Managing Chaos at OMB; E-Gov Enhanced; Retirement Protection; Comings and Goings; Under Construction
Managing Chaos at OMB
Clay Johnson III, nominated as deputy director for management at the Office of Management and Budget, would not have it easy as the person in charge of the President's Management Agenda.
But he told lawmakers at a Senate hearing on his nomination last week that he likes "to bring method to madness, order to chaos, structure where there may not be any. I like getting people around a table and clarifying what it is we are going to do and who is responsible."
As deputy director for management, Johnson would be responsible for overseeing and bringing better management practices to agencies and programs. He would replace Mark Everson, nominated to be the Internal Revenue Service's commissioner.
"We're here to provide leadership in the management arena," Johnson said of the OMB position. "It's a facilitator to provide them with the direction and hold them accountable to sound management practices."
Johnson said he would work to meet the goals of the expanded e-government initiatives and told lawmakers he supported the $500 million Human Capital Performance Fund to reward employees based on performance. He said such a move would attract and retain good government workers.
"I believe it is very important to reward good performance," he said. "Right now, our pay systems don't do that. They reward longevity."
Get ready for the latest version of the president's E-Government Strategy.
OMB plans to release the final plans for implementing the E-Government Act of 2002 on April 17, said Mark Forman, the agency's associate director of information technology and e-government.
The strategy will move beyond the 24 initiatives to examine how e-government plans in the fiscal 2004 budget request will align with the act, signed in December 2002.
The new strategy will include plans for better use of enterprise licensing for buying software governmentwide and also for use of the extended authority for share-in-savings contracts, Forman said last week at the Secure E-Business Summit in Crystal City, Va. Under those contracts, government and industry share the cost of a service or system, and the contractor is reimbursed through the savings.
Wartime has many agencies thinking about protecting their systems and the data on them. A case in point is the Federal Retirement Thrift Investment Board, which manages the Thrift Savings Plan for federal employees.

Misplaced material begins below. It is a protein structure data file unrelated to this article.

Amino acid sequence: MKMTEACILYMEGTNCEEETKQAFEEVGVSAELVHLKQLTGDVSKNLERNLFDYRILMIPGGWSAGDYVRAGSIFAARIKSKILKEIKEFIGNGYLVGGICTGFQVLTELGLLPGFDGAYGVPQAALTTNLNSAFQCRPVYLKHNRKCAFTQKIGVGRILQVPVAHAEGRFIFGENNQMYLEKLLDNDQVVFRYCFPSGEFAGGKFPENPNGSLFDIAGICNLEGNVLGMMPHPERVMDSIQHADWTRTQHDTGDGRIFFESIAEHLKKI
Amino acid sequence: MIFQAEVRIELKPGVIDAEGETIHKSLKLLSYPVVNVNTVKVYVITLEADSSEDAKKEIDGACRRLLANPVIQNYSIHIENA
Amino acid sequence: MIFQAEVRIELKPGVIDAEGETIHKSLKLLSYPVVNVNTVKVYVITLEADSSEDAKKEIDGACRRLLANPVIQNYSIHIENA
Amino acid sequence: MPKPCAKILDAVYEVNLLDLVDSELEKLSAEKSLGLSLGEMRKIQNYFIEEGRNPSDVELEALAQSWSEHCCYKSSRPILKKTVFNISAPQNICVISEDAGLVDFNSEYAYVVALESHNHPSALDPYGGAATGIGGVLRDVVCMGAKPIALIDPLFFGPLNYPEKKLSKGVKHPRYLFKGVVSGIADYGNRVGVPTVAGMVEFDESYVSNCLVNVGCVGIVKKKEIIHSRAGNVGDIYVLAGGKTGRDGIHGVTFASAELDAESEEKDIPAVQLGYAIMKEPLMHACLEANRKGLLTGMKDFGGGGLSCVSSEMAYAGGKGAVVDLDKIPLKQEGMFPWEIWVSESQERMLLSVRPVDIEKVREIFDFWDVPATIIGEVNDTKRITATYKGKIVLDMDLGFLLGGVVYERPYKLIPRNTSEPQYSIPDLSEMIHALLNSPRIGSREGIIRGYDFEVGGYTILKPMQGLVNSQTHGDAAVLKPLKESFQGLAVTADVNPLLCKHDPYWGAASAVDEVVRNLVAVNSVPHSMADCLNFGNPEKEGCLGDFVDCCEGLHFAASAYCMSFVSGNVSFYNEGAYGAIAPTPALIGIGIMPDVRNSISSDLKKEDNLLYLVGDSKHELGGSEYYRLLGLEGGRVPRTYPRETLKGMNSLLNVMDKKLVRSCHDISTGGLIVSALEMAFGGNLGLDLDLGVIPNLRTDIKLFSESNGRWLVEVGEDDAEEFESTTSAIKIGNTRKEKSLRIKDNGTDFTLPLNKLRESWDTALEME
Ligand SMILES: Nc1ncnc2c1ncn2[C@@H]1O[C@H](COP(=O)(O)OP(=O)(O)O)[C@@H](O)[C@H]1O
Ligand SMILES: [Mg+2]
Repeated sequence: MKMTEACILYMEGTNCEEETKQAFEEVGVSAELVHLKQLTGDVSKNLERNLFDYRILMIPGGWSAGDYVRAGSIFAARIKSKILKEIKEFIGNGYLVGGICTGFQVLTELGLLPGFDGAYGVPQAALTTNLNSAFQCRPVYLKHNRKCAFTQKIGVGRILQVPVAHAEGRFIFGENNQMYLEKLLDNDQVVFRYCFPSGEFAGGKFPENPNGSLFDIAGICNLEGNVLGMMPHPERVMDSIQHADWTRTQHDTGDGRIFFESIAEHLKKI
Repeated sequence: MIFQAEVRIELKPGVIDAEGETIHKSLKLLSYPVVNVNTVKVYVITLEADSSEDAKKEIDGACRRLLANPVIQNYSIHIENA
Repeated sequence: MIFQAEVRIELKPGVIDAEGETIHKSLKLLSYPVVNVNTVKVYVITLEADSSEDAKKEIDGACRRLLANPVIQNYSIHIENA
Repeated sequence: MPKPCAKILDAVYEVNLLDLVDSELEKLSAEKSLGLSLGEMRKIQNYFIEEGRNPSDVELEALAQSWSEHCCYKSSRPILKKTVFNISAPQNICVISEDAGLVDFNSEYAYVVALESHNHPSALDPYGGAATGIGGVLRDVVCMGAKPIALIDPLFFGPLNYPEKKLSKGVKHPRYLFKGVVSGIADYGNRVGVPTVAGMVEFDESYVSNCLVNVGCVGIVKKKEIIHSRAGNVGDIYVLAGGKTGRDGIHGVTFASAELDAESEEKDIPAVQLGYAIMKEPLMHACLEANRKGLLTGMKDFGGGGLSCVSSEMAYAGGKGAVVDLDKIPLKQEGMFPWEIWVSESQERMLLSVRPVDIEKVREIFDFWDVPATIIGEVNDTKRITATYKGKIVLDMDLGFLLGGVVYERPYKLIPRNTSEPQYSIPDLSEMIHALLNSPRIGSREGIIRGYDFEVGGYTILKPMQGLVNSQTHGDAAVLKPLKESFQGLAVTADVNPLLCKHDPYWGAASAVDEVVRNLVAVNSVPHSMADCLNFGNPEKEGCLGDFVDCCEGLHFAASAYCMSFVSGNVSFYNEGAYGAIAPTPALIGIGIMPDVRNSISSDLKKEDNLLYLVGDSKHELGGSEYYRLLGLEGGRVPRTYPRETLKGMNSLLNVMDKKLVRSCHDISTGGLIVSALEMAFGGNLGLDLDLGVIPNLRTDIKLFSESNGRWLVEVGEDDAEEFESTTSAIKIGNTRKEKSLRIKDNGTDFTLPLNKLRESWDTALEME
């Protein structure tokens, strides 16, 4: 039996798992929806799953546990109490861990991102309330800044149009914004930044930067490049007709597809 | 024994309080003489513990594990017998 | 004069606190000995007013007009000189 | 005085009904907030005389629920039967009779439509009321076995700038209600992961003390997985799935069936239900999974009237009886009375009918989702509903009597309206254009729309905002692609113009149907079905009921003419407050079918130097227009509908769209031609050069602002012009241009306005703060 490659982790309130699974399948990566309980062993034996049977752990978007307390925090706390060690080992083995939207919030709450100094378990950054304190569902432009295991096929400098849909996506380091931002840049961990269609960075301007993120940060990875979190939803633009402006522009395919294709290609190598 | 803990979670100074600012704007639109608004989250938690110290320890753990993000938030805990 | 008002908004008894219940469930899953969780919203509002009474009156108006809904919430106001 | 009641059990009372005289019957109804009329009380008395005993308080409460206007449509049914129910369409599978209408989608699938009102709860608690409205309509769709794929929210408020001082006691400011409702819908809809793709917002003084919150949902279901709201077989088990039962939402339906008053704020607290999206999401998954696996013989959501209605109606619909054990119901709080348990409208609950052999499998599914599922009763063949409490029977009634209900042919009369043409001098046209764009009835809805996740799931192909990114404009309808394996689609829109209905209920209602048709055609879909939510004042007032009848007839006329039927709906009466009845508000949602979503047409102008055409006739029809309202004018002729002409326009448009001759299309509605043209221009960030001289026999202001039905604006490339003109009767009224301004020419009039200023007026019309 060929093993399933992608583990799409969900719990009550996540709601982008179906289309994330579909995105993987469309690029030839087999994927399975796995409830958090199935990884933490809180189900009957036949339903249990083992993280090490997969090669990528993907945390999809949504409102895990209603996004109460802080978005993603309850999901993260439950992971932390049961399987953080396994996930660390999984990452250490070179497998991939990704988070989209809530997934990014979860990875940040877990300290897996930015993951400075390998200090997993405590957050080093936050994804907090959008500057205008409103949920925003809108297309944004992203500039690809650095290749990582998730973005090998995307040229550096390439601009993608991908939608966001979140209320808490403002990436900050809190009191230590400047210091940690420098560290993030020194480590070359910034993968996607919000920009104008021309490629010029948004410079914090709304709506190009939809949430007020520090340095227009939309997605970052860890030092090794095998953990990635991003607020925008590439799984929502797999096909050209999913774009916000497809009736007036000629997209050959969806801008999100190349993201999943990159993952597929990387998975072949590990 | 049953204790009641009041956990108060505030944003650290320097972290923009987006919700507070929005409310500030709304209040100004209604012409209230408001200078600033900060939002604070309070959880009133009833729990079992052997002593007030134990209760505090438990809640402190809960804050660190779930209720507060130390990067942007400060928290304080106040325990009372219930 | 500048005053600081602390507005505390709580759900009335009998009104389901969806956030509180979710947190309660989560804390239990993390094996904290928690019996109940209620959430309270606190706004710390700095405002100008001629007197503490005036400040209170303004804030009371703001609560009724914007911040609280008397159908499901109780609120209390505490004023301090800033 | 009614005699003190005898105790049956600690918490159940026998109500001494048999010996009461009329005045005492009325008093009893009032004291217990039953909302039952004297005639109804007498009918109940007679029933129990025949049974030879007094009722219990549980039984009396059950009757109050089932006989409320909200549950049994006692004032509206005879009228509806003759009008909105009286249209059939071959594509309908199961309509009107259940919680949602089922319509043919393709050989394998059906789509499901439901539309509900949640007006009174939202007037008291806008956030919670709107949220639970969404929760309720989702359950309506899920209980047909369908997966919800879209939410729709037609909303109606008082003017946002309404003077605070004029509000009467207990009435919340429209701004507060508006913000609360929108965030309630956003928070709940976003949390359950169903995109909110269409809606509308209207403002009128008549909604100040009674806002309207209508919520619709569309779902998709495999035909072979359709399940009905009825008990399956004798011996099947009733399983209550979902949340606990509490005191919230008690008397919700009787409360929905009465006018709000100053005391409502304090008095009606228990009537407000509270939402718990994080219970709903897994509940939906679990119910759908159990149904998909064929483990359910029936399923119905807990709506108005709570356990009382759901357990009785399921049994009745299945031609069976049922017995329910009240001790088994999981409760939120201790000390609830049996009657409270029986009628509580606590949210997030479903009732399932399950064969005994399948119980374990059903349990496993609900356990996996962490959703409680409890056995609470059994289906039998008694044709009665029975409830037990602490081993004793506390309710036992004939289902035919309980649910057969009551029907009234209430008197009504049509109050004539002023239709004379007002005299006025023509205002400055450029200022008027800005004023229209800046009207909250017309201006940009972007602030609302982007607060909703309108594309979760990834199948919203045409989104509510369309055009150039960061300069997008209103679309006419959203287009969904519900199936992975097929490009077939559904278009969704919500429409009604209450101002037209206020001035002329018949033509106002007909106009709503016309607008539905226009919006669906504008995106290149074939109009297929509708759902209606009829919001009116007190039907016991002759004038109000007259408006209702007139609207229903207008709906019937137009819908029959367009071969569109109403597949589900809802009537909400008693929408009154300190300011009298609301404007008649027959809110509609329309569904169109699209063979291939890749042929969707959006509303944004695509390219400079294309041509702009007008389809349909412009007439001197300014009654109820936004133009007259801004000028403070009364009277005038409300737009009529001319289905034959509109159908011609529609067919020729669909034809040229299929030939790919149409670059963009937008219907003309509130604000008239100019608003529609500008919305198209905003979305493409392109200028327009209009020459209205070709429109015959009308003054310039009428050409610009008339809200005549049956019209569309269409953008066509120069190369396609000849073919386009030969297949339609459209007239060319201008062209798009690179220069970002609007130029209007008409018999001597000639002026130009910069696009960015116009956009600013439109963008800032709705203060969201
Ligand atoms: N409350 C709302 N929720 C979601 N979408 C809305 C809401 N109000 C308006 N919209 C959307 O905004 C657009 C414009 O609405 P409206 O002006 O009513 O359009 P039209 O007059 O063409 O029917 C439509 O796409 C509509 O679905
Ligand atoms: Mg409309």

At a board meeting last week, James Petrick, acting executive director of the board, assured other board members that TSP data is protected. The National Finance Center, which runs the TSP system, has backup and recovery procedures in place in case of an emergency, he said. The TSP system is based in New Orleans, but there is a backup system in Philadelphia.
The way the stock market is these days, this may be a mixed blessing.
Comings and Goings
Edward "Pete" Aldridge Jr., undersecretary of Defense for acquisition, technology and logistics announced March 31 that he will retire from government, effective May 23. Michael Wynne, principal deputy undersecretary, will become acting undersecretary when Aldridge leaves.
"Now it is time, for personal reasons, to move on to a more relaxed period of my career," Aldridge said in a statement.
We hear that Rose Parkes, the acting chief information officer at the Federal Emergency Management Agency, which now is part of the Homeland Security Department (DHS), may be heading to the Small Business Administration as the CIO. Sources tell us that a number of career CIOs, including Parkes, have been interviewed for the job Lawrence Barrett is retiring from. She would join Ron Miller, former CIO at FEMA, who is moving on to become the senior adviser to the SBA administrator for e-government.
The design process for creating the personnel system for DHS began last week.
Janet Hale, undersecretary for management at the new department, said in a memo to employees that a team of representatives from DHS, the Office of Personnel Management and the major unions will help create the new human resources management system. Also, a Web site will be set up so that all employees can send e-mail messages to the team with their suggestions for the system.
"We want this process to be very inclusive, and we will seek out and listen to DHS employees and managers, and experts both inside and outside of government," Hale said. The new personnel system must be able to attract, motivate, reward and train the best and the brightest, she said.
The team will present its options to DHS Secretary Tom Ridge and OPM's director in the fall, and implement any changes beginning in 2004.
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